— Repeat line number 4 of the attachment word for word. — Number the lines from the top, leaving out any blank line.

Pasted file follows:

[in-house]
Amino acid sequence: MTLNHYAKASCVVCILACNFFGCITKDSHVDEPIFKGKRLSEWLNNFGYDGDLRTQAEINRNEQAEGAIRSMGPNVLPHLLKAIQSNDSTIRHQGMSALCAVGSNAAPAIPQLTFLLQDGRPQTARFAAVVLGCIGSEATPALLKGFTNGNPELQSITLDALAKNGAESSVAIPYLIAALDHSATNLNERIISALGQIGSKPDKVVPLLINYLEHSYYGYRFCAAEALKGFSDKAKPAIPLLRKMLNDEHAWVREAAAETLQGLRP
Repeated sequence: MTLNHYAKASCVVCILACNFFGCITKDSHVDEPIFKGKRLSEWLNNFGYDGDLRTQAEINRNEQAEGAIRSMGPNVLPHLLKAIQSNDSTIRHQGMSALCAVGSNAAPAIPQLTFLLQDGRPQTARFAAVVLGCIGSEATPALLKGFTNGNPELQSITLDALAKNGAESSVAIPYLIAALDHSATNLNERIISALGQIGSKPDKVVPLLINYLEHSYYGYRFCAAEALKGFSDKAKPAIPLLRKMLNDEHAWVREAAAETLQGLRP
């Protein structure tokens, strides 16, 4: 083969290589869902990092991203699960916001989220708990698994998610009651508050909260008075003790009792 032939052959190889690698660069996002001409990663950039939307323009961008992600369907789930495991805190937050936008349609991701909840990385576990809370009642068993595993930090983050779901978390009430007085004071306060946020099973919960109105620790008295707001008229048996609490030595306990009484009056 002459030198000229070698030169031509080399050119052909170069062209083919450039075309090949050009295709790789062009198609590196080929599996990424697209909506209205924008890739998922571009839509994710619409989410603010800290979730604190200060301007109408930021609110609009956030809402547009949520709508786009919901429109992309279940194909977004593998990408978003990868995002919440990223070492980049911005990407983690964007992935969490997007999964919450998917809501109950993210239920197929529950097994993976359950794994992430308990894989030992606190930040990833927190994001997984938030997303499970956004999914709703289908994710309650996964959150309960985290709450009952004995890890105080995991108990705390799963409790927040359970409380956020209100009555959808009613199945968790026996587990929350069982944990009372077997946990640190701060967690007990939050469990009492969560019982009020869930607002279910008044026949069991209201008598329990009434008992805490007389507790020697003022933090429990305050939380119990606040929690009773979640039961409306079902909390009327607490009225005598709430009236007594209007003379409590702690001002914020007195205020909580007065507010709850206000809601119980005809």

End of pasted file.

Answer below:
């Protein structure tokens, strides 16, 4: 083969290589869902990092991203699960916001989220708990698994998610009651508050909260008075003790009792 032939052959190889690698660069996002001409990663950039939307323009961008992600369907789930495991805190937050936008349609991701909840990385576990809370009642068993595993930090983050779901978390009430007085004071306060946020099973919960109105620790008295707001008229048996609490030595306990009484009056 002459030198000229070698030169031509080399050119052909170069062209083919450039075309090949050009295709790789062009198609590196080929599996990424697209909506209205924008890739998922571009839509994710619409989410603010800290979730604190200060301007109408930021609110609009956030809402547009949520709508786009919901429109992309279940194909977004593998990408978003990868995002919440990223070492980049911005990407983690964007992935969490997007999964919450998917809501109950993210239920197929529950097994993976359950794994992430308990894989030992606190930040990833927190994001997984938030997303499970956004999914709703289908994710309650996964959150309960985290709450009952004995890890105080995991108990705390799963409790927040359970409380956020209100009555959808009613199945968790026996587990929350069982944990009372077997946990640190701060967690007990939050469990009492969560019982009020869930607002279910008044026949069991209201008598329990009434008992805490007389507790020697003022933090429990305050939380119990606040929690009773979640039961409306079902909390009327607490009225005598709430009236007594209007003379409590702690001002914020007195205020909580007065507010709850206000809601119980005809």